Handling Supplemental Pay under the FLSA is an essential knowledge for HR and Finance professionals alike. This is because supplemental pay is a major area that, if handled incorrectly, can land the organization in court. The federal rules relating to supplemental pay are contained in Title 29, Part 778 of the Code of Federal Regulations and enforced by the Wage and Hour Division of the U.S. Department of Labor (DoL).
An understanding of what supplemental pay is becomes necessary to know the ways of handling supplemental pay under the FLSA. In simple terms, any pay that is in excess of an employee’s regular pay is deemed as supplemental pay. Supplemental wages are defined in clear terms in the 2016 edition of IRS Publication 15, (Circular E), Employer’s Tax Guide. The IRS has clear definitions of what constitutes supplemental pay. These are some of them:
- Overtime pay
- Accumulated sick leave
- Back pay
- Expense allowances paid under a non-accountable plan
- Nondeductible moving expenses
- Retroactive wage increases
- Severance pay
- The value of taxable fringe benefits
Understand supplemental pay first
Handling supplemental pay under the FLSA should proceed on an understanding of the differences between regular and supplemental wages. Why is this so? It is because regular pay is a State matter, meaning that different States have different tax rates and structures. An employee has to file a Form W-4, which is the basis on which the income is taxed. While this is the case with regular wages, supplemental wages are exempt from State wage laws, and the taxes under these wages are governed differently.
It is here that there is considerable confusion about handling supplemental pay under the FLSA. Because of this, employers are facing a huge number of lawsuits from employees who bring up these legal cases alleging that they are not being paid properly and legally for what they are entitled. Handling supplemental pay under the FLSA is thus critical, because these lawsuits cost employers millions of dollars annually. Unless there is clarity on handling supplemental pay under the FLSA; any employer is liable to face legal action under the FLSA.
Different rules governing how an employee has to be paid
Handling supplemental pay under the FLSA is important because it is complicated. There are different rules governing how an employee has to be paid when dressed in a certain fashion and when dressed in another. There are also different rules for whether to consider flying time as working hours and pay for them. Similarly, a breastfeeding woman or an employee who takes breaks at work is governed differently under the FLSA.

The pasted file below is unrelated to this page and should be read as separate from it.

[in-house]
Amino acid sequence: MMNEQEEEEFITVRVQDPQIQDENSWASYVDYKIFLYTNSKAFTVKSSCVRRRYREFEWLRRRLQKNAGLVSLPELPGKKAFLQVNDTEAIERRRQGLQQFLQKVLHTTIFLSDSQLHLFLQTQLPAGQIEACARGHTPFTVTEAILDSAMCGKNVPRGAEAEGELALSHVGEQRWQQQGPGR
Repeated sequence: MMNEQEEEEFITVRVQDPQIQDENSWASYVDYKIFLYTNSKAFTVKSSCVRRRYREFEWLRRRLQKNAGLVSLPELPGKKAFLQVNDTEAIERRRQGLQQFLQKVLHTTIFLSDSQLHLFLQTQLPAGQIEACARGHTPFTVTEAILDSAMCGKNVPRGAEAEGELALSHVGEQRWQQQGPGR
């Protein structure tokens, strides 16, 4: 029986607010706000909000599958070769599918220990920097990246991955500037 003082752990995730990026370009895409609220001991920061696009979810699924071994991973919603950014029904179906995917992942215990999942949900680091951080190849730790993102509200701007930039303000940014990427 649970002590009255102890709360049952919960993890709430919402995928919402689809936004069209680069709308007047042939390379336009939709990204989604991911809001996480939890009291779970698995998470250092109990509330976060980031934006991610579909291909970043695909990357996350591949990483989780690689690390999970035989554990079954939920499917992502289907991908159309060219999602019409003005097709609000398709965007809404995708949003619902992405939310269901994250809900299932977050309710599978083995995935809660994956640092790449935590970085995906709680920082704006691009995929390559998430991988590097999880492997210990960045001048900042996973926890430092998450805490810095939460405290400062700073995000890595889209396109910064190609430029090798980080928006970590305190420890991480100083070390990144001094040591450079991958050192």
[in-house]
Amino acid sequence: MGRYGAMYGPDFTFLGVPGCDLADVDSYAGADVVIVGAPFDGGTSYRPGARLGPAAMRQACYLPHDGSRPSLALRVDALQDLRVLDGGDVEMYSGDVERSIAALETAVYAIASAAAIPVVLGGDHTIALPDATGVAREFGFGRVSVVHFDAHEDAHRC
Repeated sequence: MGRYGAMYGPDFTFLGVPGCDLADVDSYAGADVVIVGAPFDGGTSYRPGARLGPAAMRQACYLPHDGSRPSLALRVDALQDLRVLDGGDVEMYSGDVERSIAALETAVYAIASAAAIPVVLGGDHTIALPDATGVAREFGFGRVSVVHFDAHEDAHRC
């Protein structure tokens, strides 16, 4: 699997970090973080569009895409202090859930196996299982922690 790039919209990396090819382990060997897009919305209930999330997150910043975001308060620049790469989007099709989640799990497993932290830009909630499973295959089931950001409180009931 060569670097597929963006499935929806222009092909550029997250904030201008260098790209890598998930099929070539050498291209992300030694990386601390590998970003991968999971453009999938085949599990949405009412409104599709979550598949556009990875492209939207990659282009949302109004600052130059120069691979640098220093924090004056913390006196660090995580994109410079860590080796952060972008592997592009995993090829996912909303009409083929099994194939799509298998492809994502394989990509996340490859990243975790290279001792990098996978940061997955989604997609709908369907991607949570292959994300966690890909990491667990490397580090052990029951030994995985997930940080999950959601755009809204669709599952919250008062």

In view of the enormous expanse of the topic and the resultant confusion that could potentially arise as a result of not knowing the ways of handling supplemental pay under the FLSA; it is necessary to get trained to clarify on these grey areas.
A webinar on the subtleties of handling supplemental pay under the FLSA
TrainHR, a leading provider of professional trainings for the human resources industry, is organizing a webinar that seeks to offer clarity on the areas relating to handling supplemental pay under the FLSA.
At this webinar, the speaker, Michael D. Haberman, a consultant, speaker, writer and teacher, and co-founder of Omega HR Solutions, Inc., a consulting and services company, will explain the subtleties of handling supplemental pay under the FLSA. To get a thorough understanding of this topic, enroll for this webinar by logging on to http://bit.ly/2isUiJj .
Michael will cover the following areas at this session:
- Understanding who is a covered employer
- Understanding who is a covered employee
- The basics of overtime
- Handling shift-differentials
- Dealing with On-call time
- Handling meals and breaks
- Why you have to pay for breastfeeding
- Putting to bed the issues of sleeping breaks
- Understanding commuting
- When you have to pay employees for training and when you don’t
- Dealing with the difference between local travel and long-distance travel
- Understanding how to deal with preparatory and concluding activities
- The difference between Federal and State requirements
- Recordkeeping requirements
- Class action versus collective action lawsuits